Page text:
Submitted to: Campylobacter Helicobacter and Related Organisms International Workshop
Publication Type: Abstract only
Publication Acceptance Date: 7/26/2001
Publication Date: 9/1/2001
Citation: BUHR, R.J., COX JR, N.A., STERN, N.J., WILSON, J.L., HIETT, K.L. CAMPYLOBACTER RECOVERY FROM THE REPRODUCTIVE TRACT OF COMMERCIAL BROILER BREEDER HENS. CAMPYLOBACTER HELICOBACTER AND RELATED ORGANISMS INTERNATIONAL WORKSHOP. 2001. Interpretive Summary:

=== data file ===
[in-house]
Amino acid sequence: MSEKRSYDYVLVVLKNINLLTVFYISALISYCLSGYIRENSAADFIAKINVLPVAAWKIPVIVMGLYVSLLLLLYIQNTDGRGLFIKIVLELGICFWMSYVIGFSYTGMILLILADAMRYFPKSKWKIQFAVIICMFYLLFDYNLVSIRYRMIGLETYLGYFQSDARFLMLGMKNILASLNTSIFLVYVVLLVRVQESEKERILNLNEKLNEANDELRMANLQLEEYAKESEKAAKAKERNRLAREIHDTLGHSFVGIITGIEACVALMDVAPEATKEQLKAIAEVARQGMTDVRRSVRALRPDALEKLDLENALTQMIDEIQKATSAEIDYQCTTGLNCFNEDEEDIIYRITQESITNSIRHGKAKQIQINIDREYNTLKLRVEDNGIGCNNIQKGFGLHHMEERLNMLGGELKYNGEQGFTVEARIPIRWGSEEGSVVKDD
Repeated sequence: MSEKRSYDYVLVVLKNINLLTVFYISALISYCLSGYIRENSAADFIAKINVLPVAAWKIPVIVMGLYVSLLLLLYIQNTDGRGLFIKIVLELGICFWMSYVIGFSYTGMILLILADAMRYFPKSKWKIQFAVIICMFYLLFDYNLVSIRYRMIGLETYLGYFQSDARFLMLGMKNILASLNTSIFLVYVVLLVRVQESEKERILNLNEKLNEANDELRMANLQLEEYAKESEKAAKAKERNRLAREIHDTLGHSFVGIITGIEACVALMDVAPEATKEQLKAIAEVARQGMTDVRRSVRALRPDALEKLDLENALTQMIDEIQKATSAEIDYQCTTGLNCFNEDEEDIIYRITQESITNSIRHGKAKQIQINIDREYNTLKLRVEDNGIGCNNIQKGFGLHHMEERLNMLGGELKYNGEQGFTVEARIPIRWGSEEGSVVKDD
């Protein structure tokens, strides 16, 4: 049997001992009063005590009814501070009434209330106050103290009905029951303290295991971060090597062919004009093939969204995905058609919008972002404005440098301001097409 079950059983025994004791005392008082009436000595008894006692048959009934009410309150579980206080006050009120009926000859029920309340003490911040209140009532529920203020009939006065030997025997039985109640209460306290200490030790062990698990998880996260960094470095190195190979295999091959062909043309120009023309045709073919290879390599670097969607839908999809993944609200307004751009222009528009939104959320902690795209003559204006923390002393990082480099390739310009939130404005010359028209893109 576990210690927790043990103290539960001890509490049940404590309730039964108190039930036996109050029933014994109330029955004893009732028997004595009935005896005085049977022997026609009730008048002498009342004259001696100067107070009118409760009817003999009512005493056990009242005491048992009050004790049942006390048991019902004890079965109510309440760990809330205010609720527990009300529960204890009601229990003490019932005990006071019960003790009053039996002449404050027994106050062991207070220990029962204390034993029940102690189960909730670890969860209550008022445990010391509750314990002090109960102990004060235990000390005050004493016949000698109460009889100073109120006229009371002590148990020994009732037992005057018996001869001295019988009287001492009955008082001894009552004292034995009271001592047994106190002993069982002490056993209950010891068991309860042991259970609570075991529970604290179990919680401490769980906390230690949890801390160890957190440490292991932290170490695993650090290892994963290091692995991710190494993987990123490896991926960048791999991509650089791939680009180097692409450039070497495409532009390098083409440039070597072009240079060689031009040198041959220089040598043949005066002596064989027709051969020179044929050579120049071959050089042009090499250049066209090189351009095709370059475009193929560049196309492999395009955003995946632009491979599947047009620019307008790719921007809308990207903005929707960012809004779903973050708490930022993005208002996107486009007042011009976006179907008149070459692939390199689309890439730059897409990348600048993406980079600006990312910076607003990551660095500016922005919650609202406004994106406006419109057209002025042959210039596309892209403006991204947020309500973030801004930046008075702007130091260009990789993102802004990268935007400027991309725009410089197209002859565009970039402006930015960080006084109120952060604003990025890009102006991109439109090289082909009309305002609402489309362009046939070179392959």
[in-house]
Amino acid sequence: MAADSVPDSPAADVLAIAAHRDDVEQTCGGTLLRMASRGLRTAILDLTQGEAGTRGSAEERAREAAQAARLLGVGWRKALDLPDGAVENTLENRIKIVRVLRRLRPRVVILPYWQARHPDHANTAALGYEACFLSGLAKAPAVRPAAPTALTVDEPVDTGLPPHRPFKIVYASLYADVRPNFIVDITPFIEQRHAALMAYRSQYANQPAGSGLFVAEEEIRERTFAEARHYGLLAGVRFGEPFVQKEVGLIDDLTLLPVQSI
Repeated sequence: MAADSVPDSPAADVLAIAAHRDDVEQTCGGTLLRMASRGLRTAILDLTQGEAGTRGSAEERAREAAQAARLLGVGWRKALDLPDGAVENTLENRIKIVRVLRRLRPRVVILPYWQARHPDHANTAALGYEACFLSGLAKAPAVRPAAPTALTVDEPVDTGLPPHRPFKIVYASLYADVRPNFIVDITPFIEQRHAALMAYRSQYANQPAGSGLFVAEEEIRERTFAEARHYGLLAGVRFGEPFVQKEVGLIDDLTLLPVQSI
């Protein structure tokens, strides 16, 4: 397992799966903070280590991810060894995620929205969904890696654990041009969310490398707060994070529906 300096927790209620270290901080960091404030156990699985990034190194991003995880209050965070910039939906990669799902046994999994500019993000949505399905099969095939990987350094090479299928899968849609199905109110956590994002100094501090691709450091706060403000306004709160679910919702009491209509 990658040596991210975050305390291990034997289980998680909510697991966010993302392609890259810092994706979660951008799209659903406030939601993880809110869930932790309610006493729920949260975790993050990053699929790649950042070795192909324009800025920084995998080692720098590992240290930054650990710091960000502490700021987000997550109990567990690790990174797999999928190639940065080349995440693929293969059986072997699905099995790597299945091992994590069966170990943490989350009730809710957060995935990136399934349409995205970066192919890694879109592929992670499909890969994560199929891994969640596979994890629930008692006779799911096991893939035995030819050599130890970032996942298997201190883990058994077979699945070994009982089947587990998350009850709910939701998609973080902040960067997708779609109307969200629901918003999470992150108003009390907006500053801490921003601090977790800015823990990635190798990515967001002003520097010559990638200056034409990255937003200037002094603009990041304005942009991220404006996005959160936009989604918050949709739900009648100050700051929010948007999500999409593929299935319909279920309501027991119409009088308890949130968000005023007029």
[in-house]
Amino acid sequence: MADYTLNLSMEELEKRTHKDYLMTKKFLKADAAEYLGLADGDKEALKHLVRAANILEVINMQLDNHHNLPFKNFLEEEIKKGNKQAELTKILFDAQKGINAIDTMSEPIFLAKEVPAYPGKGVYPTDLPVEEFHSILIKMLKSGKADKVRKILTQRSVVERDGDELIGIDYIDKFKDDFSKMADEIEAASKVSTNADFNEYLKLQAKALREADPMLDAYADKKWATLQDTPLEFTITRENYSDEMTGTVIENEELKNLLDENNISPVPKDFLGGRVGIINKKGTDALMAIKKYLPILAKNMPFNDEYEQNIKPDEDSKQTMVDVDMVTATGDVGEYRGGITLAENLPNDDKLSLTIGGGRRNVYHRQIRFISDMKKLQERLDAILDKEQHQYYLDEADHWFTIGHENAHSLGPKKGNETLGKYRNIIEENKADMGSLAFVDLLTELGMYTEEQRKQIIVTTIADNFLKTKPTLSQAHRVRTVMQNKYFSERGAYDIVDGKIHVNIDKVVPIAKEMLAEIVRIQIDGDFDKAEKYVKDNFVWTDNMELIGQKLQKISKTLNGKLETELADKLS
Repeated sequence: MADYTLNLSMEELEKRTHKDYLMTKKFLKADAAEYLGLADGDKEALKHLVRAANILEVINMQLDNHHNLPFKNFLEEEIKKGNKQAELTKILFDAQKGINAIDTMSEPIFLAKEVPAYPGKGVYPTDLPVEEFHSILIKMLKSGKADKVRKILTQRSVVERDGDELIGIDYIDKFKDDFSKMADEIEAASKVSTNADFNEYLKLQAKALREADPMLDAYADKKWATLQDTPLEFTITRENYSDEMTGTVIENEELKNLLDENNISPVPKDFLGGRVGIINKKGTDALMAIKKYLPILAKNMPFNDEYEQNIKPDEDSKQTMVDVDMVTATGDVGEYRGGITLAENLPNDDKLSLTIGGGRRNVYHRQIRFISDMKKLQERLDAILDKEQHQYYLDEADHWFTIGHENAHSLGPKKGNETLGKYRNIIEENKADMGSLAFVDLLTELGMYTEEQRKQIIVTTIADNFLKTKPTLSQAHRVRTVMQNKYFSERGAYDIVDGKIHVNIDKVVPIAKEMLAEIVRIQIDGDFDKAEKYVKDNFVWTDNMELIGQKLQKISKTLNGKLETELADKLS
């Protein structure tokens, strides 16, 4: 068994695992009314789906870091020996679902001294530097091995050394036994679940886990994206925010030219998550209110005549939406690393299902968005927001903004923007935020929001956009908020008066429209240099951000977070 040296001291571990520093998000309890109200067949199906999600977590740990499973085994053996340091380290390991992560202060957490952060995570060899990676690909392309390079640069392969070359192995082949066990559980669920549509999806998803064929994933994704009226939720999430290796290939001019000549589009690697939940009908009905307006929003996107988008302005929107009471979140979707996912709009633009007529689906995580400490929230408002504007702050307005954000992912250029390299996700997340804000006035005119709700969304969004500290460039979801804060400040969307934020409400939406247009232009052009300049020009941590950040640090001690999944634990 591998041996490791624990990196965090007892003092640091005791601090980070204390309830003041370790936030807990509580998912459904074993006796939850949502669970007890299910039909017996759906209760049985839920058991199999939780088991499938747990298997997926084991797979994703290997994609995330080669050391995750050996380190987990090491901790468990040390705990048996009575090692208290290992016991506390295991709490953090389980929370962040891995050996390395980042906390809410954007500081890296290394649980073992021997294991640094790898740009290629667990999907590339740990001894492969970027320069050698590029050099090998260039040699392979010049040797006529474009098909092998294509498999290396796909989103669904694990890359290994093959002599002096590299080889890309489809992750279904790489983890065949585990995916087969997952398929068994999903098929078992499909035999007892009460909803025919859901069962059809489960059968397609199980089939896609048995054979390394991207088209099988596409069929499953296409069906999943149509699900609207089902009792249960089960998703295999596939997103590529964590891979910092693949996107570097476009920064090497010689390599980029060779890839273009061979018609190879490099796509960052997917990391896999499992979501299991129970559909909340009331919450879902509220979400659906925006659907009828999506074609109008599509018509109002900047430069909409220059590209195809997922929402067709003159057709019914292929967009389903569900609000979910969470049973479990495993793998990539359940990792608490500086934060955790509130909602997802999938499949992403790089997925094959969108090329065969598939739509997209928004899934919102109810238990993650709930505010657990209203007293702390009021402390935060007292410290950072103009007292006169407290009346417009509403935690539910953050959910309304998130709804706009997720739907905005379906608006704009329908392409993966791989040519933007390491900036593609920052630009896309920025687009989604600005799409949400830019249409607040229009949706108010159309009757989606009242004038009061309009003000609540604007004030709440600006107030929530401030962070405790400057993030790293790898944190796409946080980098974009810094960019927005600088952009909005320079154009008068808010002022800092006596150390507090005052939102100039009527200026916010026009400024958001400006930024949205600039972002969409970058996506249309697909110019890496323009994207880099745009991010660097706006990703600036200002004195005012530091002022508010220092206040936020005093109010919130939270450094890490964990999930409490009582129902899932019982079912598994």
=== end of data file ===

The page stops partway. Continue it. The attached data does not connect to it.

Technical Abstract: Our initial investigations detected the presence of Campylobacter within segments of the reproductive tract of broiler breeder hens from a feces- positive university flock. To determine the presence in commercial flocks, samples were collected from two flocks at 61 and 62 weeks of age that had been determined to be feces-positive. Hens were cooped at the farm, transported to the pilot processing plant, and held over night. To minimize feather-fecal contamination of samples, hens were partially processed thru defeathering. The reproductive tracts were aseptically excised and separated into five segments (magnum, isthmus, shell gland, vagina, and cloaca) per hen. Each segment was placed into a sterile plastic bag and suspended 1:3 (w/v) in Bolton's enrichment broth. Samples were stomached for 1 minute and serial dilutions were plated (0.1 mL) onto Campy-Cefex plates. The plates were incubated at 42 C for 24 hours in a microaerobic environment. The incidence of Campylobacter detection appears to be related to the proximity of the reproductive tract segment to the cloaca, higher incidence for closer segments. Campylobacter was detected from all cloaca samples from the commercial hens 12/12, and in high numbers. Campylobacter was detected from reproductive tract segments as follows; the vagina 10/12 (5 required enrichment); the shell gland 7/12, (4 required enrichment); the isthmus 2/12; and the magnum 4/12, (3 required enrichment). Campylobacter was detected in 92% of the reproductive tracts collected from commercial hens (at 61 and 62 weeks of age). The presence of Campylobacter within the broiler breeder hen's reproductive tract could enable vertical transmission of Campylobacter from the hen to the chick.